Celiac Disease



  • Some people have no symptoms
  • Gas
  • Recurring abdominal bloating and pain
  • Chronic diarrhea
  • Constipation
  • Pale, foul-smelling, or fatty stool
  • Weight loss / weight gain
  • Fatigue
  • Unexplained anemia
  • Bone or joint pain
  • Osteoporosis, osteopenia
  • Behavioral changes
  • Tingling numbness in the legs
  • Muscle cramps
  • Seizures
  • Missed menstrual periods
  • Infertility, recurrent miscarriage
  • Pale sores inside the mouth
  • Tooth discoloration or loss of enamel
  • Itchy skin rash called dermatitis herperiformis

Common Causes:

Although the exact cause of Celiac disease is not known, having certain genes increases your risk. You are more likely to have these genes and may get Celiac disease if you have a first-degree relative (mother, father, brother, sister, son, or daughter) with the condition. Environmental factors, such as viral or bacterial infections, may trigger changes in the small intestine of a person with these genes. Then, eating foods that contain gluten can trigger an abnormal immune system response. Eventually, digestion and absorption problems may result.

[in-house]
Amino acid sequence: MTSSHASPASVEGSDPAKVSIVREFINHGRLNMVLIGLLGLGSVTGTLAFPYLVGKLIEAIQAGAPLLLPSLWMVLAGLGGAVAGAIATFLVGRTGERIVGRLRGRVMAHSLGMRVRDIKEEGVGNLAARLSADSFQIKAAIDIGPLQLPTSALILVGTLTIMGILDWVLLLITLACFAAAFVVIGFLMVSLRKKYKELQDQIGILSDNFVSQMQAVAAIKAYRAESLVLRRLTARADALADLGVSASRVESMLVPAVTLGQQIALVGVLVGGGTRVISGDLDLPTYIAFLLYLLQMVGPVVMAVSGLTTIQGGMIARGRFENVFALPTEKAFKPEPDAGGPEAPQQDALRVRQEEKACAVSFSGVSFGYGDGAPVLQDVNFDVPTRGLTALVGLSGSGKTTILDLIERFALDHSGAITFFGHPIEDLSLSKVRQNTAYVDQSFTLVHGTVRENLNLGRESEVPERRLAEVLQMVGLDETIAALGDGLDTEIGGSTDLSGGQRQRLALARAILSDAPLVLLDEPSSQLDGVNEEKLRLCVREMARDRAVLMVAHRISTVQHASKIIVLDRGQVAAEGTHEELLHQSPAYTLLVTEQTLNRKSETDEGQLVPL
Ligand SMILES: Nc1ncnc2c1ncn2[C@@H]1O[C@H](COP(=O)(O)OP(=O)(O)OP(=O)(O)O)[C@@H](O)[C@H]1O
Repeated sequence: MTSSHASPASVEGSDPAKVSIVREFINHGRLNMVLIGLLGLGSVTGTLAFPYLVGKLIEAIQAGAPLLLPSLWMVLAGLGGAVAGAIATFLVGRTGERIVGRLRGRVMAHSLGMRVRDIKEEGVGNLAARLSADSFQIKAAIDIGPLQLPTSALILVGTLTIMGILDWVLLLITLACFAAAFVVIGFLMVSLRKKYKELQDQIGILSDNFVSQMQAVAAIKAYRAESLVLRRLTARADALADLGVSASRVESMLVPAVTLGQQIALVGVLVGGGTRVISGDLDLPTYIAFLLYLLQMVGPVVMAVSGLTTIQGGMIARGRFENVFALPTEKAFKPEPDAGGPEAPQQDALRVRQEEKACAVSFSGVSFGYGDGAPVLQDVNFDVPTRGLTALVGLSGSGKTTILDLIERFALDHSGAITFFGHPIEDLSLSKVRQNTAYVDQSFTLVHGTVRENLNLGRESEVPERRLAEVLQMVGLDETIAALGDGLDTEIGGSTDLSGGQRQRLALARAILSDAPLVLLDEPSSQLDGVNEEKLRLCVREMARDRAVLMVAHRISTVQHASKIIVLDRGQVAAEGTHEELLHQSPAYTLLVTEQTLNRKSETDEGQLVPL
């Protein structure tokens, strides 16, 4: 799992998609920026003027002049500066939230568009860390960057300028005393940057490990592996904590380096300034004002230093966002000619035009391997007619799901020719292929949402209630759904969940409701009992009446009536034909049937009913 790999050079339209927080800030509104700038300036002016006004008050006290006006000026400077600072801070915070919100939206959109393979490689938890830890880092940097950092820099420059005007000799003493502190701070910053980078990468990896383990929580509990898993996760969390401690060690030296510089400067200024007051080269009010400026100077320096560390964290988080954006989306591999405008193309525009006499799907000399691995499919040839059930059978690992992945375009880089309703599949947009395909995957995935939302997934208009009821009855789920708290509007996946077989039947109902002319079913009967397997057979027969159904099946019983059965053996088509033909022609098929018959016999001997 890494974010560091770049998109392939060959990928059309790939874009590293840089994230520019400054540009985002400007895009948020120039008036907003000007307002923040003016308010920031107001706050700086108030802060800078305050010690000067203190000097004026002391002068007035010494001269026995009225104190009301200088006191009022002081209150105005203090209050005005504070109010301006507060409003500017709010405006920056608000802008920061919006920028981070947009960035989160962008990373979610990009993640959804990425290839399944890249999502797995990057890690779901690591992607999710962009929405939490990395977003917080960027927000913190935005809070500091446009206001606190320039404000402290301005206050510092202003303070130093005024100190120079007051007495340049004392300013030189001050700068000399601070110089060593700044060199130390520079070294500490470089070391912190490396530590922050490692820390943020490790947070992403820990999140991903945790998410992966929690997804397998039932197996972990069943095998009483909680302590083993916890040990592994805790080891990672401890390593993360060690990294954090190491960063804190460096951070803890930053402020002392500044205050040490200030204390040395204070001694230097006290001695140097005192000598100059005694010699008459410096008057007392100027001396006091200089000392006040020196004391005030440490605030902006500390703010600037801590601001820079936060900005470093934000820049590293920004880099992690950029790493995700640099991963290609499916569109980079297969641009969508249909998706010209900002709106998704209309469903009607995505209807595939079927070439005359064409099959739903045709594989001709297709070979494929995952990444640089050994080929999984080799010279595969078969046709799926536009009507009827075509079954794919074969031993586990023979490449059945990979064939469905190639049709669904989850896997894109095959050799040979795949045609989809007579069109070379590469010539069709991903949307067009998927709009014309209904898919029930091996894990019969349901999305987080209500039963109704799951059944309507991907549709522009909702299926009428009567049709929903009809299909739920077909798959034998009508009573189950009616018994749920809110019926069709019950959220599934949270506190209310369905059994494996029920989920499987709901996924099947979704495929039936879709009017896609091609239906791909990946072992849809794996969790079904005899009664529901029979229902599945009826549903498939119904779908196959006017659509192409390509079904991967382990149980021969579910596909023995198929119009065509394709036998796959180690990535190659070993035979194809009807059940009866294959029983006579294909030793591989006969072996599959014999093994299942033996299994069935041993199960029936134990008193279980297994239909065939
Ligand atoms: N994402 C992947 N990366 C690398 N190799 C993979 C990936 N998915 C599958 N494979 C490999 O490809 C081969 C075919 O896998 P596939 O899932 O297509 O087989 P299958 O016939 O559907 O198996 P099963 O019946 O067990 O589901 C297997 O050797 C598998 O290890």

Research continues on how genetic, environmental, and immune factors interact and affect a person’s symptoms, at what age they begin, and whether long-term health problems develop.


Recognizing celiac disease can be difficult because some of its symptoms are similar to those of other diseases.
  • Medical history review and review of symptoms
  • Physical examination
  • Blood tests/screening
  • Bowel biopsy, as recommended

Common Treatments:

  • Following a gluten-free diet is the only treatment for Celiac disease